114         <code>JMXServiceURL</code> of the connector server to connect to 
 115         to the {@link
 116         javax.management.remote.JMXConnectorFactory#connect(JMXServiceURL)
 117         JMXConnectorFactory.connect} method.</p>
 119       <p>For more specialized uses, a connector client can be created
 120         by directly instantiating a class that implements the {@link
 121         javax.management.remote.JMXConnector JMXConnector} interface,
 122         for example the class {@link
 123         javax.management.remote.rmi.RMIConnector
 124         RMIConnector}.</p>
 126       <h3>Additional client or server parameters</h3>
 128       <p>When creating a connector client or server, it is possible to
 129         supply an object of type {@link java.util.Map Map} that defines
 130         additional parameters.  Each entry in this Map has a key that is
 131         a string and an associated value whose type is appropriate for
 132         that key.  The standard keys defined by the JMX Remote API all
 133         begin with the string "<code>jmx.remote.</code>".  The document
 134         <em>JMX Remote API</em> lists these standard keys.</p>
 136       <h3>Connection identifiers</h3>
 138       <p>Every connection opened by a connector server has a string
 139         identifier, called its <b>connection id</b>.  This identifier
 140         appears in the {@link
 141         javax.management.remote.JMXConnectionNotification
 142         JMXConnectionNotification} events emitted by the connector
 143         server, in the list returned by {@link
 144         javax.management.remote.JMXConnectorServerMBean#getConnectionIds()
 145         getConnectionIds()}, and in the value
 146         returned by the client's {@link
 147         javax.management.remote.JMXConnector#getConnectionId()
 148         getConnectionId()} method.</p>
 150       <p>As an example, a connection ID can look something like this:</p>
 152       <pre>
 153 rmi:// username 1
 154       </pre>
 156       <p>The formal grammar for connection ids that follow this
 157          convention is as follows (using the grammar notation from section 2.4 of 
 158          <em>The Java&trade; Language Specification</em>):</p>
 159       <pre>
 160 <em>ConnectionId:</em>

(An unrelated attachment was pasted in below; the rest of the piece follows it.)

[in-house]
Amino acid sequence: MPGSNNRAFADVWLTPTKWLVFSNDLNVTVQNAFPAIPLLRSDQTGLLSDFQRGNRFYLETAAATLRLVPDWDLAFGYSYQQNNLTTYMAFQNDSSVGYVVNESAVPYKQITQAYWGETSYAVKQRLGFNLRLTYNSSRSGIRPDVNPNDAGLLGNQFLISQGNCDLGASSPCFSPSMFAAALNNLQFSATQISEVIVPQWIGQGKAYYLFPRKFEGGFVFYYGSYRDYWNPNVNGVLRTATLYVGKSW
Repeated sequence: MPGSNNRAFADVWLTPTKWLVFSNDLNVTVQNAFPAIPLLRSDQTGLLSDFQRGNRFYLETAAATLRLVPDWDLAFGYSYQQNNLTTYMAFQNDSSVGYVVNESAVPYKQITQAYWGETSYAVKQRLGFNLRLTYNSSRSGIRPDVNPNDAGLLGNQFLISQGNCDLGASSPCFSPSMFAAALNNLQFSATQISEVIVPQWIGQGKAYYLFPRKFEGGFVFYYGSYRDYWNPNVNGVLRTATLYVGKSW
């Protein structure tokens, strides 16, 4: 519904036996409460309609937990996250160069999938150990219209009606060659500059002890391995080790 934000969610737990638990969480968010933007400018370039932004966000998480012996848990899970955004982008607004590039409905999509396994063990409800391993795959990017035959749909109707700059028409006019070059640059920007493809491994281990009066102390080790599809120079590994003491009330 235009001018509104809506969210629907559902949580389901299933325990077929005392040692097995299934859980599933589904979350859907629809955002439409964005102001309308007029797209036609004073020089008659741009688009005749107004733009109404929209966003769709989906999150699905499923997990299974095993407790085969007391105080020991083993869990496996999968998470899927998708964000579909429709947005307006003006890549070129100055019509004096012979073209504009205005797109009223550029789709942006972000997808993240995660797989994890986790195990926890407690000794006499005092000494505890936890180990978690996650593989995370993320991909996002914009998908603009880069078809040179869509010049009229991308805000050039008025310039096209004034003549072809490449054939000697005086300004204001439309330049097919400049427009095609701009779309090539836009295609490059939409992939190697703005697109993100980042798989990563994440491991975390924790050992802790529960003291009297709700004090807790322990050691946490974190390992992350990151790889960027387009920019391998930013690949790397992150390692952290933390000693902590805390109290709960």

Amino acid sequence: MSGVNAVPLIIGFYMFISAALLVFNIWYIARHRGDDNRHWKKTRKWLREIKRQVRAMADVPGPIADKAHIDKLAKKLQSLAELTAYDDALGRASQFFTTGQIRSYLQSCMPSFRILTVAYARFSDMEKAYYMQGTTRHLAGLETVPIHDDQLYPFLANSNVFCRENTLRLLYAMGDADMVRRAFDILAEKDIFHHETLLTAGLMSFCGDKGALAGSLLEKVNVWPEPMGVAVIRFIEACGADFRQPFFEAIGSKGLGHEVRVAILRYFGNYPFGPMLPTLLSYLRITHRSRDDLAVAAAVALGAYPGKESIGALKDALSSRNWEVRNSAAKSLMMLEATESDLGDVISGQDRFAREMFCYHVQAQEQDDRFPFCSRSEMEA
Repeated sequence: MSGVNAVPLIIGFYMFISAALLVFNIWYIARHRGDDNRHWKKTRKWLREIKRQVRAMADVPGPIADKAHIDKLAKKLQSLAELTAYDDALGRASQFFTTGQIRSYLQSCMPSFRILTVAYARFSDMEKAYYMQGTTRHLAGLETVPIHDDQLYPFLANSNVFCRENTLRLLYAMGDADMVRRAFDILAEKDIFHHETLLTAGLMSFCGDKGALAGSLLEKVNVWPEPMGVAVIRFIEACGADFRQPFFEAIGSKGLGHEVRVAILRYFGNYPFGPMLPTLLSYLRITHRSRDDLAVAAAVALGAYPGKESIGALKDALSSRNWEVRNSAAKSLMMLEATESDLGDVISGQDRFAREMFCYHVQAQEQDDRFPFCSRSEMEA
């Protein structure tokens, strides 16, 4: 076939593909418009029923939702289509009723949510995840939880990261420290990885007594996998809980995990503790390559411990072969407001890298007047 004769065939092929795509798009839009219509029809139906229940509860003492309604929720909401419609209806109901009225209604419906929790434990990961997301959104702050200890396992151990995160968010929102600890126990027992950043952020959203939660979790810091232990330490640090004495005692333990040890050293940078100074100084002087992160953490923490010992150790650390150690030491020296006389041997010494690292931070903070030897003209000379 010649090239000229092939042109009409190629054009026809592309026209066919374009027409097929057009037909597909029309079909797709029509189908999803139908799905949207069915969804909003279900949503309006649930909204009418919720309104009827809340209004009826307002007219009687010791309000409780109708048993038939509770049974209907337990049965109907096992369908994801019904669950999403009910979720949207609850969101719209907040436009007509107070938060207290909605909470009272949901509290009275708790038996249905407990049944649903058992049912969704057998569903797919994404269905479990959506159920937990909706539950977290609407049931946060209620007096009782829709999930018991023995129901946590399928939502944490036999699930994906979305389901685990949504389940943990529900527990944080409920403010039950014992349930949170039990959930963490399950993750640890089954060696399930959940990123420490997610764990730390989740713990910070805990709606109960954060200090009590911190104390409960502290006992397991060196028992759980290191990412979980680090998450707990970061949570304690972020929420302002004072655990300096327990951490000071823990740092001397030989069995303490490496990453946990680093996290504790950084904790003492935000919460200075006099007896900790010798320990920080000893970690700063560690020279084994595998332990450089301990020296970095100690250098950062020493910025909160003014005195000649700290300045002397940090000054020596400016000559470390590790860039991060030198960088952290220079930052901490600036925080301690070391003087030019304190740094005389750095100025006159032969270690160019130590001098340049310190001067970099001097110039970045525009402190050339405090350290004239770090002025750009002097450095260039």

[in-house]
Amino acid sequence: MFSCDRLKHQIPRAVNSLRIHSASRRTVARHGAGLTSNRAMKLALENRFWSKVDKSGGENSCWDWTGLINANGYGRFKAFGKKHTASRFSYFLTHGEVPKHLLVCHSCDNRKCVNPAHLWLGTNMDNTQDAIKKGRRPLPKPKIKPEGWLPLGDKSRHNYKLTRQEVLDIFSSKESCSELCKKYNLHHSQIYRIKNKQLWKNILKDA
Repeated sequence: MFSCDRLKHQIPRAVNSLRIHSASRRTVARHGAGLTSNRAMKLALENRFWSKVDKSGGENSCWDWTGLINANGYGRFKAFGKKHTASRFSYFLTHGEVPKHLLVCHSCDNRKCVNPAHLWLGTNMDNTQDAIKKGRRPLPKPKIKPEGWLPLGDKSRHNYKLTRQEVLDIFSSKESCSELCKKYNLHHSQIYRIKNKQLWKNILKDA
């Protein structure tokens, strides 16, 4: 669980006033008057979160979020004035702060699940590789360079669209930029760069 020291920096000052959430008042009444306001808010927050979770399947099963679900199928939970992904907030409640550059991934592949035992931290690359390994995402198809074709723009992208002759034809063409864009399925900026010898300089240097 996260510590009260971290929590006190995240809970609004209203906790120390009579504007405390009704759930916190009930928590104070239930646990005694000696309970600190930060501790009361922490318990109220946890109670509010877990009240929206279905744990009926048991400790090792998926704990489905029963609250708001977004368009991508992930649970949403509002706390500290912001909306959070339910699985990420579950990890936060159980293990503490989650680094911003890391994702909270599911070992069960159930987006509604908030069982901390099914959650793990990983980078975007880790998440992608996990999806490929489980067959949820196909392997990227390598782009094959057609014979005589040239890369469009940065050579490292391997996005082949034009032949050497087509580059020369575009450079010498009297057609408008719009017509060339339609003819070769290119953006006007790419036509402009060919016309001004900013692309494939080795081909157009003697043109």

161     <em>Protocol</em> : <em>ClientAddress<sub>opt</sub></em> Space <em>ClientId<sub>opt</sub></em> Space <em>ArbitraryText</em>
 163 <em>ClientAddress:</em>
 164     // <em>HostAddress</em> <em>ClientPort<sub>opt</sub></em>
 166 <em>ClientPort</em>
 167     : <em>HostPort</em>
 168       </pre>
 170       <p>The <code><em>Protocol</em></code> is a protocol that would
 171         be recognized by {@link
 172         javax.management.remote.JMXConnectorFactory
 173         JMXConnectorFactory}.</p>
 175       <p>The <code><em>ClientAddress</em></code> is the
 176         address and port of the connecting client, if these can be
 177         determined, otherwise nothing.  The
 178         <code><em>HostAddress</em></code> is the Internet address of
 179         the host that the client is connecting from, in numeric or DNS
 180         form.  Numeric IPv6 addresses are enclosed in square brackets
 181         <code>[]</code>.  The <code><em>HostPort</em></code> is the
 182         decimal port number that the client is connecting from.</p>
 184       <p>The <code><em>ClientId</em></code> is the identity of the
 185         client entity, typically a string returned by {@link
 186         javax.management.remote.JMXPrincipal#getName()
 187         JMXPrincipal.getName()}.  This string must not contain
 188         spaces.</p>
 190       <p>The <code><em>ArbitraryText</em></code> is any additional
 191         text that the connector server adds when creating the client id.
 192         At a minimum, it must be enough to distinguish this connection
 193         ID from the ID of any other connection currently opened by this
 194         connector server.</p>
 197     @see <a href="https://jcp.org/aboutJava/communityprocess/mrel/jsr160/index2.html">
 198       JMX Specification, version 1.4</a>
 200     @since 1.5
 202     </body>